At Vanguard Products Corporation, we are a global supplier of a wide selection of standard EMI/RFI shielding gaskets and conductive gaskets. These products are available in sizes ranging from 0.010 to 3 inches in cross-section and are highly customizable to meet the specific needs of our customers. Our finishing services include pressure sensitive adhesive (PSA) application, bonding, cutting, and additional secondary operations.

The Thermal Challenge

The Thermal Challenge

The proliferation of 5G systems, the increasing processing speeds and power of chips in conjunction with the inclusion of many transmitting and receiving antennas within electronics systems present numerous challenges to the mechanical, EMI, electrical, and antenna engineers.  Coupled with this are the challenges of dealing with these issues while shrinking board sizes and packaging and reducing power consumption throughout the system.

Newer chips coming out on the market have extensive processing capabilities that are dependent upon controlling their temperature rise.  When temperatures rise above certain thresholds, they are designed to “self-throttle” by reducing processing speeds and functions until their temperatures drop below the defined threshold.  This limits the overall performance of the system.

Further complicating the matter is that often-times in mobile applications, these chips are placed in close proximity to transmitting and receiving antennas.  As these high speed chips can emit a high level of EMI especially in areas directly around the chip, it becomes necessary to control the EMI emitting from the chips so that the noise floor within the system can be decreased, allowing for the antenna system to perform optimally (A term called “desense performance” within the antenna industry.)

Current designs require the elimination of circulating fans for concerns over enclosure size, weight, and battery life. As such, there have been numerous developments and improvements in passive thermal management systems for these electronics.  Heat sinks, thermal spreaders, and heat pipes have been shrunken in size and improved in thermal efficiency to accommodate their inclusion into these systems.   The main issue with these new approaches is that for them to be most efficient, they have to be in very close proximity to the thermally generating source (ie. the chip itself), and be in intimate contact with the heat source along with the heat removal apparatus.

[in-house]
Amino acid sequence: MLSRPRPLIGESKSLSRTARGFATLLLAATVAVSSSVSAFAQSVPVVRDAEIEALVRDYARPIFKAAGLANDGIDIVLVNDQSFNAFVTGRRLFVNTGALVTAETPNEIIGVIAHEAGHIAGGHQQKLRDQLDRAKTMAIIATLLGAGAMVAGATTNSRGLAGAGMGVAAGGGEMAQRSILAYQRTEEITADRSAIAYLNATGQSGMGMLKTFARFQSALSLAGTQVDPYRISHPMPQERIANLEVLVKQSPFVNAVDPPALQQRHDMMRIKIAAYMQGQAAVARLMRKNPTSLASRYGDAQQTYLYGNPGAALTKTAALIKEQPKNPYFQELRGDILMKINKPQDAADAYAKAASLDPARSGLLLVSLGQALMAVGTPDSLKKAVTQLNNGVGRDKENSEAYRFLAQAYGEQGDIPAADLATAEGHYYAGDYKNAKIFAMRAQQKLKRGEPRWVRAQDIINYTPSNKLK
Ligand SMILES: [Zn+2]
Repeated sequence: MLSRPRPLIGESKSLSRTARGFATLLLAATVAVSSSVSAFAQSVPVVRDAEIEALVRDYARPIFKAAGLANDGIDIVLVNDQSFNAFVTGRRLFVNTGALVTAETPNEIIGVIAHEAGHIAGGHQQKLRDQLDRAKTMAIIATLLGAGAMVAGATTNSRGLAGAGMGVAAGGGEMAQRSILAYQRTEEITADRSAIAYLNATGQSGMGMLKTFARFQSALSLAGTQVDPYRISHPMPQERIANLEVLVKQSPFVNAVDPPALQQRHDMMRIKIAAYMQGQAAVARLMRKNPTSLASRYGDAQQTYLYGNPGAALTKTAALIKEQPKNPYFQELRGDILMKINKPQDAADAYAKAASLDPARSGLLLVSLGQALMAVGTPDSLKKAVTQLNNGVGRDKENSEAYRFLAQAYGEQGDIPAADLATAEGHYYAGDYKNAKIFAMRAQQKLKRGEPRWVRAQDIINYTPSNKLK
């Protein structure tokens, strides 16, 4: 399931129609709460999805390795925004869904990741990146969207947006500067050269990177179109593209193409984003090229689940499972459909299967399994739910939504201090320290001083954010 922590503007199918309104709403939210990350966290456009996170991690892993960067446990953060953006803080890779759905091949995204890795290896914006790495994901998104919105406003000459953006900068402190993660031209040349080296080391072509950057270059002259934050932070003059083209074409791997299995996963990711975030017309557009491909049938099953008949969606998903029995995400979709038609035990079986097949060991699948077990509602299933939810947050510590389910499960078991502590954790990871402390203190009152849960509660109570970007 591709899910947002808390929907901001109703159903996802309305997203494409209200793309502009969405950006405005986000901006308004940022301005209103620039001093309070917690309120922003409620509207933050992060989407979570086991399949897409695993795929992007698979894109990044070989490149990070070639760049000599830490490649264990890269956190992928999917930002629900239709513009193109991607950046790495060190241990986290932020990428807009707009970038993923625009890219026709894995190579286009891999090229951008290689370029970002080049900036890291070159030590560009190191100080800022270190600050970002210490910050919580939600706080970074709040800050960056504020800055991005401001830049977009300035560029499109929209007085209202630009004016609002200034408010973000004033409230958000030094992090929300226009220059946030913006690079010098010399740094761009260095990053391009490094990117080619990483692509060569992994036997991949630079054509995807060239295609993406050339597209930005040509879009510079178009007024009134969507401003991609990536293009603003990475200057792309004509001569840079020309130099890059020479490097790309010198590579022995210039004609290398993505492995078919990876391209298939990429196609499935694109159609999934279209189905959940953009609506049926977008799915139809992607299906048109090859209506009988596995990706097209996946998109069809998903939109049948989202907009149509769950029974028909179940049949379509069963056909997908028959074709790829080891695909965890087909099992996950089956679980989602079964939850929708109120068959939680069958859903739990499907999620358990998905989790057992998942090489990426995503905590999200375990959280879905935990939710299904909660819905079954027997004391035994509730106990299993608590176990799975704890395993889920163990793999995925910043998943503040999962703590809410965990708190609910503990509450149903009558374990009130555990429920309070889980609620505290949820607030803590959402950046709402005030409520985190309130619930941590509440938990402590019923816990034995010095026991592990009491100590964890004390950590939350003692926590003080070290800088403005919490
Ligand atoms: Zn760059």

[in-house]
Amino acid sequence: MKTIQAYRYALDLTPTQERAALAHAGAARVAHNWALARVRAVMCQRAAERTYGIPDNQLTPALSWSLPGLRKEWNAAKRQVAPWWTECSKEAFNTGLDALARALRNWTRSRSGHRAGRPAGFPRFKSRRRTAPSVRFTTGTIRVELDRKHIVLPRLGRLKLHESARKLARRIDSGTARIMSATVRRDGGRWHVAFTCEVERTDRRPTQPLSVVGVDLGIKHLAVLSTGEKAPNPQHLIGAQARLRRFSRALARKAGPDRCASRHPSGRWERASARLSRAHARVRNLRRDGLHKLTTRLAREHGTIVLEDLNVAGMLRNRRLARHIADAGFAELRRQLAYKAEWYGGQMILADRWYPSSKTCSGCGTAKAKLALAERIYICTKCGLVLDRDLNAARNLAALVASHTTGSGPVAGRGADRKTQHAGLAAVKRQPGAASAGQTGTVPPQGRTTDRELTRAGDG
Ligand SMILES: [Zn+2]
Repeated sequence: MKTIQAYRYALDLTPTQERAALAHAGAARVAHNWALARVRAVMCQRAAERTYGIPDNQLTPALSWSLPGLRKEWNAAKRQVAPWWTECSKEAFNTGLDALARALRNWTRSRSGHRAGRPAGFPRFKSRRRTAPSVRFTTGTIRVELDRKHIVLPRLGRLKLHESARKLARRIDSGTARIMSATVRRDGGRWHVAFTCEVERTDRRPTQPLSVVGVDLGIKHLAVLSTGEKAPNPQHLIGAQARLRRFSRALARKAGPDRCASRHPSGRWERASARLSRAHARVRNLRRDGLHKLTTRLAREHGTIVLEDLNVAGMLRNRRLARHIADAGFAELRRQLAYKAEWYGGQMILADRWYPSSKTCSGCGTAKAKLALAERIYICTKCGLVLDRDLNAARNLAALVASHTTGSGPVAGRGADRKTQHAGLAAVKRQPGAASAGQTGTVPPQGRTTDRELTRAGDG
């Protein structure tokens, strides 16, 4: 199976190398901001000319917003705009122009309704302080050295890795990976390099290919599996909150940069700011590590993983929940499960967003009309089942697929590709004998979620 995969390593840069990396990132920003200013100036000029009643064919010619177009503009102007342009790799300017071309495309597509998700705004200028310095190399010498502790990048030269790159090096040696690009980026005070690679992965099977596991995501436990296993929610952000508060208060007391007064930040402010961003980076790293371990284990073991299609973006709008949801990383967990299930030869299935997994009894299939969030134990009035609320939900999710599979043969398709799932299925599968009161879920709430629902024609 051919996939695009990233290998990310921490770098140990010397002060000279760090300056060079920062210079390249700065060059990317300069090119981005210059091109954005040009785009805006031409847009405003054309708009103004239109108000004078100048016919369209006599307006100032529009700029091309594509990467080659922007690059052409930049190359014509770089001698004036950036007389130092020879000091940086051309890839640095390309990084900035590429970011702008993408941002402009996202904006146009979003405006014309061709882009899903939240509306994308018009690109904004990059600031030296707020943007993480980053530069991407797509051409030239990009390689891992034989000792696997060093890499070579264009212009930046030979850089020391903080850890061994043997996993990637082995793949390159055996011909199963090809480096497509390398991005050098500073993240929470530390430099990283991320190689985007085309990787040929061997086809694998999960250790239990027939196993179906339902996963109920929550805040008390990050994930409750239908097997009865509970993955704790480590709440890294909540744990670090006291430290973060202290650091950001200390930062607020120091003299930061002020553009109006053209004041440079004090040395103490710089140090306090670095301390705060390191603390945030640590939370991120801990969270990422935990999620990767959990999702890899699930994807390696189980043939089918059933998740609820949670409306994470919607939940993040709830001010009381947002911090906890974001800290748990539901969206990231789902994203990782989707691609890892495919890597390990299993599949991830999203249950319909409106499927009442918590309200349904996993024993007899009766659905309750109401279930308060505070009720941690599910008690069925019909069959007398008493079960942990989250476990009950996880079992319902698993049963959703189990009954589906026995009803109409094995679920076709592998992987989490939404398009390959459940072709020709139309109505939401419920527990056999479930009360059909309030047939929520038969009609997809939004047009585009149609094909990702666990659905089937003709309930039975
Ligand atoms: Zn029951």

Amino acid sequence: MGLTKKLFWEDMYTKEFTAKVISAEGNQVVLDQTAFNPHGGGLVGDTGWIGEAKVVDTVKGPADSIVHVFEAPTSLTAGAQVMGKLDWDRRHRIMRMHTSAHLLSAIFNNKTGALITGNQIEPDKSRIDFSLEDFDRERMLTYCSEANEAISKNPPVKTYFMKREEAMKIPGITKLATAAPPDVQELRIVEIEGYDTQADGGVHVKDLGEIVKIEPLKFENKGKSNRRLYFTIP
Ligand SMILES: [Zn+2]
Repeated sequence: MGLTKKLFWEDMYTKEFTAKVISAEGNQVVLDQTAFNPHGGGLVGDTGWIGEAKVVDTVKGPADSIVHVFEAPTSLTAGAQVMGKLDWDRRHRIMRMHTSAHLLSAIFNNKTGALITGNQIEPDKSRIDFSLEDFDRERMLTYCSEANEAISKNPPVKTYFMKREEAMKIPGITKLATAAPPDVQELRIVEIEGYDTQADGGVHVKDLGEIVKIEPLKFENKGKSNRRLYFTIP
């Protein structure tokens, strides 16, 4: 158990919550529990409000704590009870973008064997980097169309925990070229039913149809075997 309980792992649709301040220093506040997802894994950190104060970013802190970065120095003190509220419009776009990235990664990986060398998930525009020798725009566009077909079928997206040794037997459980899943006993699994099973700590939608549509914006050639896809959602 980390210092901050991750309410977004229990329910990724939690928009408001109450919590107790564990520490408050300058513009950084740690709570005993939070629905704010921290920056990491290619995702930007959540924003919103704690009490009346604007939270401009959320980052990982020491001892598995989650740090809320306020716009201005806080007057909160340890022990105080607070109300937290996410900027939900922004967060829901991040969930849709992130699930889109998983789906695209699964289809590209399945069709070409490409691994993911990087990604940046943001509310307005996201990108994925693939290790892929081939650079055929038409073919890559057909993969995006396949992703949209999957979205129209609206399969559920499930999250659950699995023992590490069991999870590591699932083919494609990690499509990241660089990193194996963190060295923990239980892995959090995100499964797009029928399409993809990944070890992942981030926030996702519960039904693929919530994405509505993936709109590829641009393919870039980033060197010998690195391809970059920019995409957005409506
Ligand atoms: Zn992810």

Thermal Interface Materials (TIM) have been developed to allow for this.  These materials are typically some type of compressible material with a filler that allows for an efficient transfer of energy from one interface to another.  These materials operate best when the number of thermal interfaces are reduced (to reduce “thermal capacitance) and when thickness is minimized while subjected to the highest compressive force possible.

Traditional Approaches

The following figure is a schematic for the most commonly used approaches:

Traditional Approaches

In this approach, an EMI shielding can is placed around the chip/component coupling with the board ground plane. On the heat sink/heat pipe side, the can either has an opening over which a copper tape is placed, or it is closed. The chip is coupled with a TIM material to the can/copper tape, and a piece of TIM is also placed on top of the copper tape/can to thermally couple the chip to the heat removal device (ie. heat sink, heat pipe).


  1. The complete package is relatively thick, causing the overall electronics package to grow and the TIM efficiency to decrease
  2. There are a minimum of 4 thermal interfaces between the hot component and the thermal sink, increasing the “thermal capacitance” at each interface, and reducing the efficiency of the TIM material
  3. The desense/EMI shielding is marginal


  1. Increased chip throttling frequency resulting in chip underperformance
  2. Decreased chip life
  3. Decreased antenna sensitivity
  4. Less EMI shielding margin
  5. Increased package size

Improved Integrated Approach

The following figure is a schematic for the improved integrated approach:

Improved Integrated Approach

In this approach, the shield can or fence is reduced in height to align with the top of the chip/component.

A thin EMI gasket frame is installed around the opening and a TIM material is placed directly on top of the chip/component coupled to the thermal removal apparatus as shown below:


  1. Reduced overall package size by height reduction above board
  2. 50% fewer thermal interfaces
  3. Low compression/deflection forces for easier assembly and more complete transfer of compression to TIM material
  4. More complete desense/EMI shielding
  5. Enhanced heat transfer, as the silver filled conductive jacket on the EMI gasket will supplement the transfer through the TIM material


In customer comparative testing, the following advantages were achieved over the traditional approach:

  1. Chip/component temperature reduced by 1.5°C
  2. Improved antenna desense performance by 8 dB
  3. 95 dB shielding effectiveness
  4. Increased time to chip throttle by 800%
  5. Boosted Antutu chip score

Advantages Of Ultra-Vanshield For Integrated Approach:

Ultra-Vanshield Dual Elastomer Shielding Gaskets are available in a broad spectrum of widths (down to 1-1.5mm wide) and thicknesses (down to 0.38mm) to use in these small spaces.

As opposed to conductive textile type materials, these gaskets offer superior conductivity with little compression and are durable both in temperature (service temperature to 100°C) and vibration for consistent performance, even after reflow.

Ultra-Vanshield materials are very compressible. Below is a compression/deflection curve from a typical integrated thermal application:

Compression Force Versus Compression Percentage